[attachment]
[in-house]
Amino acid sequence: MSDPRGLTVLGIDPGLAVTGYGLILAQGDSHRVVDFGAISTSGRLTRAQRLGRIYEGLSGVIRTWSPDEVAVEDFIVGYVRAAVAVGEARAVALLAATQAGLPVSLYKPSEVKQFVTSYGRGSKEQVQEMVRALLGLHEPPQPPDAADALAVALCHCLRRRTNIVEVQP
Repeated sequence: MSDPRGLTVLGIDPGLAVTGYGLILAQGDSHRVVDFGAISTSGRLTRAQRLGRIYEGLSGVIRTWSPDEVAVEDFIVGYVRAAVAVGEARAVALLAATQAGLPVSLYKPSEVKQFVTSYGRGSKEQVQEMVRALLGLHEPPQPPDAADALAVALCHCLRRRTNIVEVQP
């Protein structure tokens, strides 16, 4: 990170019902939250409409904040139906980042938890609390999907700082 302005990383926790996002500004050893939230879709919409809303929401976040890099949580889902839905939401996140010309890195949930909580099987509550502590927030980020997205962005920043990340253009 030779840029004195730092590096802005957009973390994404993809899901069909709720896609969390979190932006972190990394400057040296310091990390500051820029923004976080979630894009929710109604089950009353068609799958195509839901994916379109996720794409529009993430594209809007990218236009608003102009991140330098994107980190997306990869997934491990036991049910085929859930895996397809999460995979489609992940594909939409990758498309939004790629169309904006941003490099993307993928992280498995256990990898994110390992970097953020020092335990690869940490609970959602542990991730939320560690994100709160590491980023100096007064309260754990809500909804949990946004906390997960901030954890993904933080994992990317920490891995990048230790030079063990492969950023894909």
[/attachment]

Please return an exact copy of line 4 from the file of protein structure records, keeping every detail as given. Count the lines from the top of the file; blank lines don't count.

């Protein structure tokens, strides 16, 4: 990170019902939250409409904040139906980042938890609390999907700082 302005990383926790996002500004050893939230879709919409809303929401976040890099949580889902839905939401996140010309890195949930909580099987509550502590927030980020997205962005920043990340253009 030779840029004195730092590096802005957009973390994404993809899901069909709720896609969390979190932006972190990394400057040296310091990390500051820029923004976080979630894009929710109604089950009353068609799958195509839901994916379109996720794409529009993430594209809007990218236009608003102009991140330098994107980190997306990869997934491990036991049910085929859930895996397809999460995979489609992940594909939409990758498309939004790629169309904006941003490099993307993928992280498995256990990898994110390992970097953020020092335990690869940490609970959602542990991730939320560690994100709160590491980023100096007064309260754990809500909804949990946004906390997960901030954890993904933080994992990317920490891995990048230790030079063990492969950023894909």